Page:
I rang Emma, suddenly fearful that she and her husband Matthew Rice might bow to the realities of modern management and flee Stoke for Indonesia. "No way!" she said. They\’re building a new factory, only yards from their Victorian one in Lichfield Street, Hanley. "Stoke really works for us. There\’s a brilliant workforce, they\’re so skilled, their shifts are all organised to suit them. And having our manufacturing close by – we live in Oxford – means we can switch it on and off. Manufacturing\’s HARD, you know. You always want to make the things you\’re good at rather than things the customer wants to buy.
"Being in Stoke, we can stop things quickly that the customer\’s not buying, and change. You couldn\’t do that if it was thousands of miles away in China." So why did everybody else go to China? "Lemmings!" she said (it was the only printable part of her answer.)
This is part of the answer as to why China\’s not going to end up manufacturing everything. "Clustering" and economic geography still matter. If you\’ve got a skilled workforce, which Stoke does indeed have, then it can be cheaper to go to where those skills are rather than train up new people….at almost whatever wage rate. There\’s also all of the ancillary skills available. In terms of potteries (about which I know nothing) we might talk about all of the support services like kiln building and maintenance, supply of glazes, of raw materials, as well as the fact that there\’s a huge reserve of skill and talent in the town.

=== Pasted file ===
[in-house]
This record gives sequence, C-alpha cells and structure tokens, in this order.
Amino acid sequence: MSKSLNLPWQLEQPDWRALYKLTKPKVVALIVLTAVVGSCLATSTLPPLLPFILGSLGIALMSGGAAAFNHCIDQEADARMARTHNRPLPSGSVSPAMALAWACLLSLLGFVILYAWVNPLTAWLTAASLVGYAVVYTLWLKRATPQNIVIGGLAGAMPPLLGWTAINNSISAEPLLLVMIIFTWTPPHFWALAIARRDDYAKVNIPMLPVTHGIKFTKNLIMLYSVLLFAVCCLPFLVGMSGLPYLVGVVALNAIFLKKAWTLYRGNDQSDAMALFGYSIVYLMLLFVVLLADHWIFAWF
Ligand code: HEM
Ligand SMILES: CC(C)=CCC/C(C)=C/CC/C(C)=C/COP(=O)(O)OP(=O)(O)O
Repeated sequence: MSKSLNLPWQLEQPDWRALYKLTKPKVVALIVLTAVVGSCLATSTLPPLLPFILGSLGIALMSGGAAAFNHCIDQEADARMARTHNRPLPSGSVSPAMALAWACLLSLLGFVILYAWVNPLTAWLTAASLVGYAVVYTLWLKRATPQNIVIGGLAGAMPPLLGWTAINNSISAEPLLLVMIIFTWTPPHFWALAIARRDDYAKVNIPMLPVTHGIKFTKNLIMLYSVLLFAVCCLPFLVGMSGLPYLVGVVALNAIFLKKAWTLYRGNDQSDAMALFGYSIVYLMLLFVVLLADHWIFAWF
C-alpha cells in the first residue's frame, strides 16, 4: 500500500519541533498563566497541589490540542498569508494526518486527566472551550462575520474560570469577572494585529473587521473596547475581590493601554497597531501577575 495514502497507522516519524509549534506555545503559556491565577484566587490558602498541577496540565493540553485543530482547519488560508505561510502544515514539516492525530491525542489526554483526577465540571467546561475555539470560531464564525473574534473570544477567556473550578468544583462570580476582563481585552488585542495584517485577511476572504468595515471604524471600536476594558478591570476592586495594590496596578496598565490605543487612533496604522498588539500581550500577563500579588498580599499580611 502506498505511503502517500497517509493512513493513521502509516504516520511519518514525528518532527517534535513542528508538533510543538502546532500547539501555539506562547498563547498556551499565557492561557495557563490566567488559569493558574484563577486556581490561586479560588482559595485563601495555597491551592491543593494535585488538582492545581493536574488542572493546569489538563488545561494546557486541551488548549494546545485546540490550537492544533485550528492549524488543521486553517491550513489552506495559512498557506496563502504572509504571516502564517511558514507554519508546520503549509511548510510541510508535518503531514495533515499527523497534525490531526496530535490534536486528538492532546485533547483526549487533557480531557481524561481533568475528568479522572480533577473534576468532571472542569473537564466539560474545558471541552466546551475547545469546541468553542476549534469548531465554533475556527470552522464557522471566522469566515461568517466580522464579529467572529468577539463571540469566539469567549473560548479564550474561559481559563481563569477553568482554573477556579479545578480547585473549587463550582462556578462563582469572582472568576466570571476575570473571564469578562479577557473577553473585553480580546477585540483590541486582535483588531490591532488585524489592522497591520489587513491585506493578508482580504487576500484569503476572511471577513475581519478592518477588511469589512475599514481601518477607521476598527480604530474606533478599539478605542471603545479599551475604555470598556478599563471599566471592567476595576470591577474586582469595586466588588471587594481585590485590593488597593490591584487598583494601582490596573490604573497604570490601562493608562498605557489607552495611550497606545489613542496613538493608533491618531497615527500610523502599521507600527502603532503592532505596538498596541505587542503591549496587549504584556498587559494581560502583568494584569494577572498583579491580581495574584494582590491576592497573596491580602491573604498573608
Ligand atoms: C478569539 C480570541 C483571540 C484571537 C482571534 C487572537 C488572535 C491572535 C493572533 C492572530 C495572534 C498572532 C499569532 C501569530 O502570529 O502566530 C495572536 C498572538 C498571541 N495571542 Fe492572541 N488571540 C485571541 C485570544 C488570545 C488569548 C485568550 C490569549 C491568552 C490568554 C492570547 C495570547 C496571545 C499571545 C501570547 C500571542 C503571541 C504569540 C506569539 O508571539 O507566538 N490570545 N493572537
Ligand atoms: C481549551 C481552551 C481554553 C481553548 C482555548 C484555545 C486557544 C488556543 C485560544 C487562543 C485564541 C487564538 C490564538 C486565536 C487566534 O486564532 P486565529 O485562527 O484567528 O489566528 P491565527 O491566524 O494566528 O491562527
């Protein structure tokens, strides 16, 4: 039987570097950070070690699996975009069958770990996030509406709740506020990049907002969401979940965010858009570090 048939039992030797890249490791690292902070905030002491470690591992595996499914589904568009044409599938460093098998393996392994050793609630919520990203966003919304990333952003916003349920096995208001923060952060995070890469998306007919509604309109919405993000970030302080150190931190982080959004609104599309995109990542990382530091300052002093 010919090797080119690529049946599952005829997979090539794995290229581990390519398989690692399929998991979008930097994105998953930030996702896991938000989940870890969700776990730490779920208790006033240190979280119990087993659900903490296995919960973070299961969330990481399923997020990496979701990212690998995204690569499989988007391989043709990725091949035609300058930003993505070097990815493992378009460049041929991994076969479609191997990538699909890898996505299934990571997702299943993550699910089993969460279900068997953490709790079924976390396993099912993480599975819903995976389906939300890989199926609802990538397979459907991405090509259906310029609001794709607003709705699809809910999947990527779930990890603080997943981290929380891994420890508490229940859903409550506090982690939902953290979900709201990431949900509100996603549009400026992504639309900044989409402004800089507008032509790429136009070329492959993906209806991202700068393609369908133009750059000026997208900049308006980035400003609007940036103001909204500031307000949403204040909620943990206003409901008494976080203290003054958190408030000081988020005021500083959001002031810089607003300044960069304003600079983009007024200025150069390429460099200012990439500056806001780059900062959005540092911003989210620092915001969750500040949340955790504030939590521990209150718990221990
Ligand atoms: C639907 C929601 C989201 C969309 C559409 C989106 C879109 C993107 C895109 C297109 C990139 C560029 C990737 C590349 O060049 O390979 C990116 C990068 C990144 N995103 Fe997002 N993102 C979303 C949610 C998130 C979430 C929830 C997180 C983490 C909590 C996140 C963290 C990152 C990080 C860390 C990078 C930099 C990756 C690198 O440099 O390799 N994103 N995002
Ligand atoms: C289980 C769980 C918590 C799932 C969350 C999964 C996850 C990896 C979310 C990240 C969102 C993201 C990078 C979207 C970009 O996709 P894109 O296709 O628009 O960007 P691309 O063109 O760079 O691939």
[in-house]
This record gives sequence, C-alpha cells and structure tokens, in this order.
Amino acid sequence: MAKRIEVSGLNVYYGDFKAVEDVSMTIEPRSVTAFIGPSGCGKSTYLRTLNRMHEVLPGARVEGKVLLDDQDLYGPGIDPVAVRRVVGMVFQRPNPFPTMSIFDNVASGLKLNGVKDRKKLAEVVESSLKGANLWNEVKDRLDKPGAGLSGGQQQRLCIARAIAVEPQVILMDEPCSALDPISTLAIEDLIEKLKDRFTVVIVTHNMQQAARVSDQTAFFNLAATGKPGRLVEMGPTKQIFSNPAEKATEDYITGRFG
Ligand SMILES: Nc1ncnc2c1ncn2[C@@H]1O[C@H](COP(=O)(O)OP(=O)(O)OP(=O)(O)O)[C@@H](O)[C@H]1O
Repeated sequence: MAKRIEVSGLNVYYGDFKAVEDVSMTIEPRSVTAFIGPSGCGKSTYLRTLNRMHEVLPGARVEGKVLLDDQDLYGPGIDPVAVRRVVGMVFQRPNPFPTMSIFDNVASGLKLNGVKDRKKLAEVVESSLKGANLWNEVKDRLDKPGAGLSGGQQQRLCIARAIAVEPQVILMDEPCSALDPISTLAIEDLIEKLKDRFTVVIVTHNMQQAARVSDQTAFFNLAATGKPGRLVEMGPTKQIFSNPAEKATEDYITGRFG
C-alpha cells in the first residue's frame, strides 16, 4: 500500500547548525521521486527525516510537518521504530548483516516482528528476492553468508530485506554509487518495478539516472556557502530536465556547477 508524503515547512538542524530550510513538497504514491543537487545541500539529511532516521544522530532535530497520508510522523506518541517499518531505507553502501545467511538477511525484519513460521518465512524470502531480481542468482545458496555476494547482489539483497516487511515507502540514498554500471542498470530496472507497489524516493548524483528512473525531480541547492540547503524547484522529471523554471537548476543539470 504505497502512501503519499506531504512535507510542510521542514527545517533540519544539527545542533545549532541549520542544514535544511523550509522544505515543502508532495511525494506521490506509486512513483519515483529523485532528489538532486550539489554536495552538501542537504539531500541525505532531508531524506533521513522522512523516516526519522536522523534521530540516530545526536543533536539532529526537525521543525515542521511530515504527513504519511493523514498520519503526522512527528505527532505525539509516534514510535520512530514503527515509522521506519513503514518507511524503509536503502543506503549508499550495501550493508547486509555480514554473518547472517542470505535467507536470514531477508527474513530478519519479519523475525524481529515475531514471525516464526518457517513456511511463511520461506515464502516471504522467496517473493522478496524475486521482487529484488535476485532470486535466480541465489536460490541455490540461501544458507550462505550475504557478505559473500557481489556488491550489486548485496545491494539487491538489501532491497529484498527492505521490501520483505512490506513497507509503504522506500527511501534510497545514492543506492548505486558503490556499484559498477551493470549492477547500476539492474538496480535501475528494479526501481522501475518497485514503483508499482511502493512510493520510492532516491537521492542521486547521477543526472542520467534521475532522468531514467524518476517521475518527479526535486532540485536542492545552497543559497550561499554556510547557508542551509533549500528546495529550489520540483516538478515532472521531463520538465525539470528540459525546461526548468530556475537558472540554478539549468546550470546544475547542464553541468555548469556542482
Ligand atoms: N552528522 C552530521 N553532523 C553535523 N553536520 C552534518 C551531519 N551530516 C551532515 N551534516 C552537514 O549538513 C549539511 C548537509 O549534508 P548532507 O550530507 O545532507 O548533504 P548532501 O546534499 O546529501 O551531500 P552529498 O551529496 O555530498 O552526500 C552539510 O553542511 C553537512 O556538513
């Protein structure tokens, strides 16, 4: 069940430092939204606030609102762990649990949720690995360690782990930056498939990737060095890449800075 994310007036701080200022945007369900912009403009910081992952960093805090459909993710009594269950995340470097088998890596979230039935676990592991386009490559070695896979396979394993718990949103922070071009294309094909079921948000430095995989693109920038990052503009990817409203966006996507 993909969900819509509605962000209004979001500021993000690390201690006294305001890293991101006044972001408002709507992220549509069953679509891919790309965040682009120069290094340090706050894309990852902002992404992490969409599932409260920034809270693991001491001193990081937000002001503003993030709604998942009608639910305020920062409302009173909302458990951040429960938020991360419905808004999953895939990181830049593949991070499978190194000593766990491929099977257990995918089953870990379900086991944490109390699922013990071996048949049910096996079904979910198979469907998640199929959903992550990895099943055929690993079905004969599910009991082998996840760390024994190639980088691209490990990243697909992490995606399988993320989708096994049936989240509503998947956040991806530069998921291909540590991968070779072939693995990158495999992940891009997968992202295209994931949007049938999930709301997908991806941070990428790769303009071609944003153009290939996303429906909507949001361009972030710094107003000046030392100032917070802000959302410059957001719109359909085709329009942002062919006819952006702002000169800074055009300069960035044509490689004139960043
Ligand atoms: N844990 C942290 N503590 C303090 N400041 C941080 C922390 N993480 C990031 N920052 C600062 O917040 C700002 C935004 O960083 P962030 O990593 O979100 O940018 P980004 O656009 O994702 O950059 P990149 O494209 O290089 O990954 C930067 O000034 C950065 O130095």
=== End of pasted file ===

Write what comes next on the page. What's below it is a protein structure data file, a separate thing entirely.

Just as an example, despite the fact that the steel industry has left Sheffield, it\’s still the centre of the steel support industry. Still the centre for ferro-alloys. Because that\’s where the people who know how to make them are.
In essence, we\’re talking about total productivity rather than just labour rate or labour productivity.
As to the second part, about changing production in response to consumer demand. A few years ago my next door neighbours ran a swimwear manufacturing consultancy. I recall asking why they were in Portugal? Surely, all this was made in China, or Mauritius, or Lesotho or somewhere?
Well, yes and no. The basic orders for the season were indeed made in such places. But when they saw what was selling, when they saw what needed to be restocked, then they turned to the factories in Portugal and Spain. For turnaround times (including the all important transport times) were, at the expense of higher wages rates, much lower, enabling them to restock fashionable items while they were still fashionable, still this season\’s. Thus the Portuguese are adding the flexible part to the basic mass production that is done in cheaper parts of the world.
It just ain\’t all about wage rates, which is why we\’re not going to see the disappearance of even textile manufacturing, or potteries, from the high wage world.